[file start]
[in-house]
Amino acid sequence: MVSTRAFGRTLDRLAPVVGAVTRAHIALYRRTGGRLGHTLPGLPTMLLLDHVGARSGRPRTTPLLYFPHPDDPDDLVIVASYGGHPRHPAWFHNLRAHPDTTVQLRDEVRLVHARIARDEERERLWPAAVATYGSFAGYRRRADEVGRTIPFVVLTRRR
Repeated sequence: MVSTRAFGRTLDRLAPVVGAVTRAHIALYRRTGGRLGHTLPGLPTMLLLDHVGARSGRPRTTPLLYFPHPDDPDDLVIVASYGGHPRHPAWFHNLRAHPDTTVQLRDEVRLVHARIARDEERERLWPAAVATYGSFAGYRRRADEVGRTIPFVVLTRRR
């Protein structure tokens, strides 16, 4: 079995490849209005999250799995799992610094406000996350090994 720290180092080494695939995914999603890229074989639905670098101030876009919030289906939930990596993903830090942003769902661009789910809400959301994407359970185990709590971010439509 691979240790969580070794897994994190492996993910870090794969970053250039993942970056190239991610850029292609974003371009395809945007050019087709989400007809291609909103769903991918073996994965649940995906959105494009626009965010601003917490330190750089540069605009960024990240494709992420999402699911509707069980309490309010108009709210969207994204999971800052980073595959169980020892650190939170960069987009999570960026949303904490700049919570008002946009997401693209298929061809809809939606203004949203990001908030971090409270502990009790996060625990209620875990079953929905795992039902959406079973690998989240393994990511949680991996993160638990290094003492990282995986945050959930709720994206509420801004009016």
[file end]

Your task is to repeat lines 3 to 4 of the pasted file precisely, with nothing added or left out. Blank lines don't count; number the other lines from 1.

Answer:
Repeated sequence: MVSTRAFGRTLDRLAPVVGAVTRAHIALYRRTGGRLGHTLPGLPTMLLLDHVGARSGRPRTTPLLYFPHPDDPDDLVIVASYGGHPRHPAWFHNLRAHPDTTVQLRDEVRLVHARIARDEERERLWPAAVATYGSFAGYRRRADEVGRTIPFVVLTRRR
């Protein structure tokens, strides 16, 4: 079995490849209005999250799995799992610094406000996350090994 720290180092080494695939995914999603890229074989639905670098101030876009919030289906939930990596993903830090942003769902661009789910809400959301994407359970185990709590971010439509 691979240790969580070794897994994190492996993910870090794969970053250039993942970056190239991610850029292609974003371009395809945007050019087709989400007809291609909103769903991918073996994965649940995906959105494009626009965010601003917490330190750089540069605009960024990240494709992420999402699911509707069980309490309010108009709210969207994204999971800052980073595959169980020892650190939170960069987009999570960026949303904490700049919570008002946009997401693209298929061809809809939606203004949203990001908030971090409270502990009790996060625990209620875990079953929905795992039902959406079973690998989240393994990511949680991996993160638990290094003492990282995986945050959930709720994206509420801004009016």